[PATCH v8 14/14] ARM: gic: add gic_ppi_map_on_cpu()
Russell King - ARM Linux
linux at arm.linux.org.uk
Mon Jul 11 06:17:50 EDT 2011
On Mon, Jul 11, 2011 at 10:52:05AM +0100, Marc Zyngier wrote:
> You won't be surprised if I say that I prefer your first version. The
> second one, while much simpler, keeps the additional low level entry
> point (gic_call_ppi), and has to do its own accounting.
> But more than that. MSM timers are implemented using the same code on
> both UP and SMP, with or without GIC. which means we have to request the
> interrupt using the same API. Your first version would work in that case
> (gic_ppi_map() on a non-PPI should return the same number).
Who says gic_request_ppi() will exist on systems without GIC? Or
Let me make the point plain: no driver must EVER use gic_ppi_map().
No driver must EVER call request_irq() any other genirq function for
a PPI interrupt directly. They must all be wrapped in suitable
containers to bind the current thread to the current CPU. Not doing
so will lead to failures due to the wrong CPUs registers being hit.
> > There's also the question about whether we should pass in the desired CPU
> > number to these too, in case we have a requirement to ensure that we get
> > the PPI on a specific CPU, or whether we only care about the _current_
> > CPU we happen to be running on.
> As long as we tie mapping and interrupt request together, there is no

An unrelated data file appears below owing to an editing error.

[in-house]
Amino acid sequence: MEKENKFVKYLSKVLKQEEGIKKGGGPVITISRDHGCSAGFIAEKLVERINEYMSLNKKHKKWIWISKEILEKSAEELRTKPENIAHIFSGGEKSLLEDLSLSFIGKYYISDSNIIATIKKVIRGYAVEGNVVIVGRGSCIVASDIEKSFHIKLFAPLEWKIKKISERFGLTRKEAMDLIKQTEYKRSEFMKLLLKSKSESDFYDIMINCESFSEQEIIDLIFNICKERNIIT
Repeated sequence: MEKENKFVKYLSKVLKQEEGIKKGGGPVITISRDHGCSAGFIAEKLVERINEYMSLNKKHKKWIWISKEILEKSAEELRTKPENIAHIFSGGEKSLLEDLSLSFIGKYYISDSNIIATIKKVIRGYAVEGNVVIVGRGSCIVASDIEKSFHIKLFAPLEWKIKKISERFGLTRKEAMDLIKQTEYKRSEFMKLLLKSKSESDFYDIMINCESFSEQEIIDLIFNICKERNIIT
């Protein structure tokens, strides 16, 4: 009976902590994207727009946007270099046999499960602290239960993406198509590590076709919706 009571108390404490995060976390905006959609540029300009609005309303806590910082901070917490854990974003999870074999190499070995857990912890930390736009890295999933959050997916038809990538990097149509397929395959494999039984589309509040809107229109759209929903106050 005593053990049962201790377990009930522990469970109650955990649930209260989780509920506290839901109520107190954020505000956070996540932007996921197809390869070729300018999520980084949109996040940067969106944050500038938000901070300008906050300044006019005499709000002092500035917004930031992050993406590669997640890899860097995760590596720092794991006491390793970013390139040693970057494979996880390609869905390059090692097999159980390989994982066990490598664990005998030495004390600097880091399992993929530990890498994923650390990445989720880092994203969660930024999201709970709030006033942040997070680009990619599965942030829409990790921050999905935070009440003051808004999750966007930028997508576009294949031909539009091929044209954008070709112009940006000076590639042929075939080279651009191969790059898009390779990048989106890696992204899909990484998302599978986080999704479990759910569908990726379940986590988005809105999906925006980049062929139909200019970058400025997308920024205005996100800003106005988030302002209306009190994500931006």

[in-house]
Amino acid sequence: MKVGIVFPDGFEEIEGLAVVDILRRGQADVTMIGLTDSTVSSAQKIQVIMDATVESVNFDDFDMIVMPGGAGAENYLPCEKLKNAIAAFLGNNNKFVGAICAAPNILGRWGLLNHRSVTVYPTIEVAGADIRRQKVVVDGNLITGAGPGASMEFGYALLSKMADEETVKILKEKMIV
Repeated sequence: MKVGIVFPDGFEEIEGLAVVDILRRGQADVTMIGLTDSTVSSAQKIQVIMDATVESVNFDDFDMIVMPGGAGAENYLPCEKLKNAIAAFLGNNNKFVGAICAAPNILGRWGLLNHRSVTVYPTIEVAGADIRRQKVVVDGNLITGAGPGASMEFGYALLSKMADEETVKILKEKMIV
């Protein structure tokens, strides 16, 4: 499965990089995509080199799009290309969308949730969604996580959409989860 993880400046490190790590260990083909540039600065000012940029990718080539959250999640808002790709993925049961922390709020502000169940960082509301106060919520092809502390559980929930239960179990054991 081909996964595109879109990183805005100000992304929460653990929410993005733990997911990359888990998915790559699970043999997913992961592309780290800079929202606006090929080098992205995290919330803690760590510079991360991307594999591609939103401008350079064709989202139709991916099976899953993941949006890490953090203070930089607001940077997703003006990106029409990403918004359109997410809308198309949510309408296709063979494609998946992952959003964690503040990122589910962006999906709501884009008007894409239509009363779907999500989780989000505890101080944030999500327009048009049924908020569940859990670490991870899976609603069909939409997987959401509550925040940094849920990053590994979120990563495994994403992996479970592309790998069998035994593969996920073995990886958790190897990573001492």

> reason to offer that functionality. But DT may need to resolve the
> mappings independently (while creating the platform devices), and the
> driver would then request the mapped PPI. In that case, we need to
> ensure we're running on the right CPU.
You still don't get the issue. Really you don't. And you don't seem
to get DT either.
DT has precisely nothing to do with this, and should never have anything
to do with this kind of mapping. Mapping a PPI + CPU to a _Linux_ IRQ
number is a _Linux_ specific operation. It's not something that will
be acceptable to be represented in DT. What DT describes is the
_hardware_. So, if DT wants to describe a PPI, then DT should describe
PPI N on CPU N.
However, the basis of my argument is that this has got precisely nothing
to do with the mapping of PPIs to IRQ numbers. It's about the using
unique IRQ numbers to describe an IRQ which can _only_ be accessed on one
The PPIs are really not standard interrupts. Trying to treat them as such
means that all the standard genirq interfaces will need to be _wrapped_ to
ensure that they're bound to the particular CPU that you're interested in.
The reason for that is to ensure that you hit the right hardware registers
for the IRQ number you're passing in. Using my previous example, it's no
good if you pass in IRQ9 (PPI2 CPU1) but end up hitting IRQ11's (PPI2 CPU3)
Plus, someone will have to audit drivers even more carefully to ensure that
they're not trying to use the standard request_irq() (or any other of the
genirq interfaces) with PPI interrupt numbers. Who's going to do that?
So, I believe your patches are fundamentally misdesigned on a technical
level, are fragile, and therefore are not suitable for integration into
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